What is Zionism?

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Don

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Jan 9, 2002, 12:34:49 PM1/9/02
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Can someone define Zionism please?

Thanks,
Don


Joshua Burke

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Jan 9, 2002, 1:58:24 PM1/9/02
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It's a mutual love for corned beef on rye and matzo ball soup that brings
people together...

Wait a moment... what the hell does this have to do with Canadian politics?!


"Don" <don-n...@home.com> wrote in message
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Don

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Jan 9, 2002, 2:22:27 PM1/9/02
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Nothing at all. But the only thing this newsgroup has had in relation to
Canadian politics the last month is the name "can.politics". Aside from
that, I happen to like matzo ball soup.

"Joshua Burke" <joshu...@epuff.com> wrote in message
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Russil Wvong

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Jan 9, 2002, 8:58:00 PM1/9/02
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"Don" <don-n...@home.com> wrote:
> Can someone define Zionism please?

Here's my limited understanding:

Zionism was a secular nationalist movement whose objective was
to establish a Jewish state. (It became an important movement
in the 1800s, after the rise of nationalism and national
self-determination in Europe; the Jews, like other national
minorities, lacked a state of their own, and they suffered
from discrimination and persecution. During World War II,
both Canada and the US refused to accept Jewish refugees.
The bitter experience of the Holocaust convinced most Jews
that a Jewish state was a necessity.)

Today, Zionists are people who support the existence of Israel.

Here's a (very) brief history of the origins of the state of Israel
and the Arab-Israeli conflict. My apologies for any errors or
misinterpretations. For a more detailed history, see "The Arab World
Today", by William Polk.

Palestine had been conquered by the Romans, then the Arabs;
later, it came under Turkish rule. During World War I,
to induce the Arabs to rise up against Turkey, the British
promised to support Arab national independence; at the same
time, to induce the Jews to support the British war effort,
they also promised to establish a Jewish homeland in Palestine.
*And* they signed an agreement with France giving it control
over Syria and Lebanon. (Polk's sardonic title for the chapter
on Palestine is "The Promised Land.")

After the war, Palestine came under British administration. There
was a flood of Jewish immigration to Palestine from Europe as Hitler
and the Nazis came to power, and there was increasing tension and
violence between the Jewish and Arab populations. The UN supported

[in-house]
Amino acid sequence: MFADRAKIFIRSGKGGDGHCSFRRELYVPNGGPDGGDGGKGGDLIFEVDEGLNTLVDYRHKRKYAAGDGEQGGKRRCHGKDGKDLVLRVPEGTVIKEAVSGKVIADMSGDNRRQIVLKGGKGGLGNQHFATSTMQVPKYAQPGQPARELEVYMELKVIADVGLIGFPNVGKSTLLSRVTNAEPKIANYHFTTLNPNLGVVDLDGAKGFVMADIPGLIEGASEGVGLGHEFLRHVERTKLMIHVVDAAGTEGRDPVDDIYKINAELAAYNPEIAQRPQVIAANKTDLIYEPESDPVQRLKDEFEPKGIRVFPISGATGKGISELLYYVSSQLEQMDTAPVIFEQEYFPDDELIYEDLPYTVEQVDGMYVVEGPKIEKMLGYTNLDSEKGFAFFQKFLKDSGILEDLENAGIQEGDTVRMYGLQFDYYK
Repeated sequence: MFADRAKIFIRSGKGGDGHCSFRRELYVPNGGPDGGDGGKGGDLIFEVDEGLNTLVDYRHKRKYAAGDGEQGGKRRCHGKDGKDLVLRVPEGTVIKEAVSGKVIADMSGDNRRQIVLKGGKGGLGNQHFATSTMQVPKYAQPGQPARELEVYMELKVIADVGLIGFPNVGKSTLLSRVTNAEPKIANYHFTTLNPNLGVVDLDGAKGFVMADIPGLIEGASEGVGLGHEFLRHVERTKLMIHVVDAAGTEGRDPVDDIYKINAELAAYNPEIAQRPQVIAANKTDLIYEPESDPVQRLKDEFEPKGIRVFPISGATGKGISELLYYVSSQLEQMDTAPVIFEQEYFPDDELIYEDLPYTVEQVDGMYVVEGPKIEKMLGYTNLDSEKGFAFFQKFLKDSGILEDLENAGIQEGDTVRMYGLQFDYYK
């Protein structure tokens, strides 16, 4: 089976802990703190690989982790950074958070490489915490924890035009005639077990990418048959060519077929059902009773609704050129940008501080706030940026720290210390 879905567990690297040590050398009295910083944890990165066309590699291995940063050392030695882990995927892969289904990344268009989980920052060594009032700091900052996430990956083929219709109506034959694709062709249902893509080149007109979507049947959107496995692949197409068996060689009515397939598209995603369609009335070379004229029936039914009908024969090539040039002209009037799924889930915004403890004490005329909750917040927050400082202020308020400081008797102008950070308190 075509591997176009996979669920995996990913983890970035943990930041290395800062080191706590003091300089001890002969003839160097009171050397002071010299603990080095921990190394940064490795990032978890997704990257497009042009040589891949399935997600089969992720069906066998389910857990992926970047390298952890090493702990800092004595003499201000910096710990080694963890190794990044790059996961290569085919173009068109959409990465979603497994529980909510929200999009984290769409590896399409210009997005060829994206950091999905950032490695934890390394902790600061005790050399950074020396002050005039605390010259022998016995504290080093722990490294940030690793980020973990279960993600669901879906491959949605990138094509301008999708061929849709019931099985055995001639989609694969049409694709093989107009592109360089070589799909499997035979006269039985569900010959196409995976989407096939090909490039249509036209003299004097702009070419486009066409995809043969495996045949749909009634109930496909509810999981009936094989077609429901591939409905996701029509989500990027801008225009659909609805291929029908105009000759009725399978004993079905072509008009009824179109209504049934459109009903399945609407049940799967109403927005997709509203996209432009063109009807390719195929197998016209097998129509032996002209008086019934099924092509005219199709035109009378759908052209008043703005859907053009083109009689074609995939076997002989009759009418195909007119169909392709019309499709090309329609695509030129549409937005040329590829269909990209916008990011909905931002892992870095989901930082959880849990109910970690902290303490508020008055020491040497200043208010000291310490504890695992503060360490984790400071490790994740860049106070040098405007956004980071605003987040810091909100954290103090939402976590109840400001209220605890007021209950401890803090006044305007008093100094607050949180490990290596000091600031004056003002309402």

establishment of a Jewish state, but attempts to partition the
territory between the Jewish and Arab populations failed.

Finally the British gave up and withdrew in 1948, after which war
broke out: Israel declared independence, and the neighboring Arab
states invaded; most of the Palestinian Arabs fled or were expelled.
Israel won, but no peace agreement was reached.

In 1956, Egypt nationalized the Suez Canal; Israel, Britain, and
France attacked Egypt, but were forced to withdraw by the US.

In 1967, Egypt occupied the Sinai Peninsula and closed Israel's
access to the Red Sea; Israelis feared that the country was about
to be destroyed. In response, Israel launched the Six-Day War.
To everyone's surprise, Israel won the war easily, occupying the
Sinai Peninsula, West Bank and the Gaza Strip.

In 1973, Egypt and Syria attacked Israel on Yom Kippur. This time
the objective was not to destroy Israel, but to inflict a limited
defeat, forcing the US and USSR to intervene. (By this time,
Israel had nuclear weapons, jointly developed with France. The
reason Egypt risked nuclear war was that it desperately needed to
reverse the Israeli occupation of the Sinai.) Israel won the war
again, but with much more difficulty.

For a detailed discussion of the current state of the Israeli-Palestinian
conflict, see the New York Review of Books article "The Middle East:
Snakes and Ladders" (May 17, 2001), by Avishai Margalit.
[http://www.nybooks.com/articles/14224]

From the article:

If there is one thing that gets on the Palestinians' nerves, it's
the talk about Barak's "generous offer" at Camp David.
Palestinians—-all Palestinians--regard this expression as a deep
contradiction. Just why they do needs explaining.

Palestinians view the Palestine that existed during British rule
between 1918 and 1948 as theirs—-100 percent theirs, from the
Mediterranean Sea to the Jordan River. They see themselves as
the indigenous population of this region and hence the natural
owners of the entire land of Palestine. Any part of the land that
they yield as part of an agreement is, for them, a huge concession.
Recognizing the State of Israel as defined by its 1967 borders—-the
so-called green line—-and thus yielding some 77 percent of British
mandate Palestine is to them by itself a colossal concession, a
painful historical compromise. By recognizing the Israel within the
green line they give up their claim to redress what they see as the